As any California resident knows, sometimes accidents just happen. This could occur because one is clumsy, careless or even negligent. However, other times accidents occur because another party is negligent. This unfortunately could be the case when you enter the property of another. Whether it is public or private property, a property owner could be held liable for a slip-and-fall accident that results in injury.
We often enter the properties of others. Whether it is when we enter a store, an office building, the post office or a friend's house, we are relying on the owners of these buildings to ensure that they are safe. Although we rarely question the safety of these locations, the reality is that many dangerous conditions are not obvious and apparent. Regardless of the type of danger, if it could have been noticed or fixed by the property owner, an injured visitor could hold the property owner liable.
There are certain situations that California residents do not expect to be in; one of those being a fall incident occurring at the property of another. The thing is that the average person enters the property of public and private property owners very frequently; therefore, it should be a possible scenario whether it is purely accidental or based on the negligence of a property owner.
It happens on a weekly basis. You enter someone else's property. Whether it is a private residence, public store or a government building, visitors of a property tend to be under the impression that the property is safe, and there are no risks of harm while they remain on the property. Unfortunately, some risks are not apparent to patrons. If a property owner fails to correct or warn against any known or potential dangers, this could result in serious harm to a visitor.
California landowners have an obligation to keep their property safe for others who come on it for legitimate purposes and, at least to some degree, even those who do not have permission to be on the land.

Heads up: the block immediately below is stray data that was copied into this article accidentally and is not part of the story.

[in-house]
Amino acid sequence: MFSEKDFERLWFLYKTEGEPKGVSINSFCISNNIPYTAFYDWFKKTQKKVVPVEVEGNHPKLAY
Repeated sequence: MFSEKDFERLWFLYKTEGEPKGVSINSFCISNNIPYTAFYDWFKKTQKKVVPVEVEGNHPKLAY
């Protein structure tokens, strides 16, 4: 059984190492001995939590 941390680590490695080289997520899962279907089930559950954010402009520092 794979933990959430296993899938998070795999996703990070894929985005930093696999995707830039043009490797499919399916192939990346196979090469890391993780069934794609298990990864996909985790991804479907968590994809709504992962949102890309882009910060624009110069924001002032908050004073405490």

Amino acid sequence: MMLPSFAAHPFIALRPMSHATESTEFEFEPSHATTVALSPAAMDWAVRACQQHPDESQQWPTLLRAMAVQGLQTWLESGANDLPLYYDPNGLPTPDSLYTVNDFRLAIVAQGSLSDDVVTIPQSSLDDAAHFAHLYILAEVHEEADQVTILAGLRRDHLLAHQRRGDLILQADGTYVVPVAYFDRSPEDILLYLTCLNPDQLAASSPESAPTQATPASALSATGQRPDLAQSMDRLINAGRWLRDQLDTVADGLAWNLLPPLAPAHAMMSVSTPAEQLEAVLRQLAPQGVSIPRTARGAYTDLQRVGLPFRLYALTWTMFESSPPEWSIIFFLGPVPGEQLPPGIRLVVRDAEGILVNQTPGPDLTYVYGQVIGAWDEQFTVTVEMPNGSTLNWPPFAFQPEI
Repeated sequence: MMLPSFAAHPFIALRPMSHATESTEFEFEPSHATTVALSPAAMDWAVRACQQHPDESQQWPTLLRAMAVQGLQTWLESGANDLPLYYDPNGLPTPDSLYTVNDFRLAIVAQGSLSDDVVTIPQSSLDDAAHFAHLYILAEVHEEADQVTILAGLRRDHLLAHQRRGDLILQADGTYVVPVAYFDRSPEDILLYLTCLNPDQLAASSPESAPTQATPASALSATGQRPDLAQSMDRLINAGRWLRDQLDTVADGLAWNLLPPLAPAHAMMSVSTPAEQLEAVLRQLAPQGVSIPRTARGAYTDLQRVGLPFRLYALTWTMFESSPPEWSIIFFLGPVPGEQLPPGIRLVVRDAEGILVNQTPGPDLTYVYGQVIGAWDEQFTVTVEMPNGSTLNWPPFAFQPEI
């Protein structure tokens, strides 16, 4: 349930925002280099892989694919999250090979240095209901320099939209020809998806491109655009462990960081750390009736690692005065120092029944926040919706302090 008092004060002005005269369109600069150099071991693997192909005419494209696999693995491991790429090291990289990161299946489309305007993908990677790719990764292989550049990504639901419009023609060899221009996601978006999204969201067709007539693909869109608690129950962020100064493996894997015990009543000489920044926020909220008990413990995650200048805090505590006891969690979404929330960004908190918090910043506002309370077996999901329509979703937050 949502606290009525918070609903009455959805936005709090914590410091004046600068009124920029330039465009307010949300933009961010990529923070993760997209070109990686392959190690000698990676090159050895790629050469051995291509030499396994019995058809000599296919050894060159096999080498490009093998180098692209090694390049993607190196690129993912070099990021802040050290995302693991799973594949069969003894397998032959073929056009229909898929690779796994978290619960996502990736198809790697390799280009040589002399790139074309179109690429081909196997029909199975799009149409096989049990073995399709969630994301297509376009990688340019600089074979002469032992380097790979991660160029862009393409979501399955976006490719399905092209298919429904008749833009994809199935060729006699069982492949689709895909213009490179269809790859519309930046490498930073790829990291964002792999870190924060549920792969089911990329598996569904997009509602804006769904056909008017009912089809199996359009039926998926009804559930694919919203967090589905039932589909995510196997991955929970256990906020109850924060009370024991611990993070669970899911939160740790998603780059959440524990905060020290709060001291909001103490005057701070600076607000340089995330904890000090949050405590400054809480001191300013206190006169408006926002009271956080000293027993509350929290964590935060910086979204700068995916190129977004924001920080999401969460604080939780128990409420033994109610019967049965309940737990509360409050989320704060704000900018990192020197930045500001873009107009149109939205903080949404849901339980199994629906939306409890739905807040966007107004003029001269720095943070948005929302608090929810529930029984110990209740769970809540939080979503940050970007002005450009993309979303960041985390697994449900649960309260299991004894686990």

As a tenant living in an apartment in San Bernardino, you may believe you can sue your landlords for anything that goes wrong with your apartment that results in an injury. There are certain issues that property owners are responsible for that can affect the habitability of their properties and tenant safety. If they fail to handle those issues properly, you may have a claim for compensation. Here is a breakdown of what you should know about premises liability.
In premises liability cases, many other states in the country still distinguish between whether an injured person had permission, either expressed or implied, to be on the property where their injury took place. The idea is that landowners should not have the same obligation to make the land safe for someone whom they may not even know is there and who certainly does not have permission to be on the property.
The short answer is, it depends. Wait, you might think, “aren’t school entrusted to protect my child? How can they evade responsibility?” You are right; schools are required to care for the students while they are under the care of the school. But the law also recognizes that the school cannot be liable for every injury sustained on campus because of circumstances beyond the school’s control.
The short answer is, it depends. Wait, you might think, "aren't school entrusted to protect my child? How can they evade responsibility?" You are right; schools are required to care for the students while they are under the care of the school. But the law also recognizes that the school cannot be liable for every injury sustained on campus because of circumstances beyond the school's control.
Premises liability is a variation of the tort theory of negligence. Negligence allows anyone to recover for the harm they suffer due to the negligent actions (or inactions) of another person. Premises liability deals specifically with injuries that occur on real property (i.e. land and buildings). This post will go over the basics of premises liability and how it is treated by the states.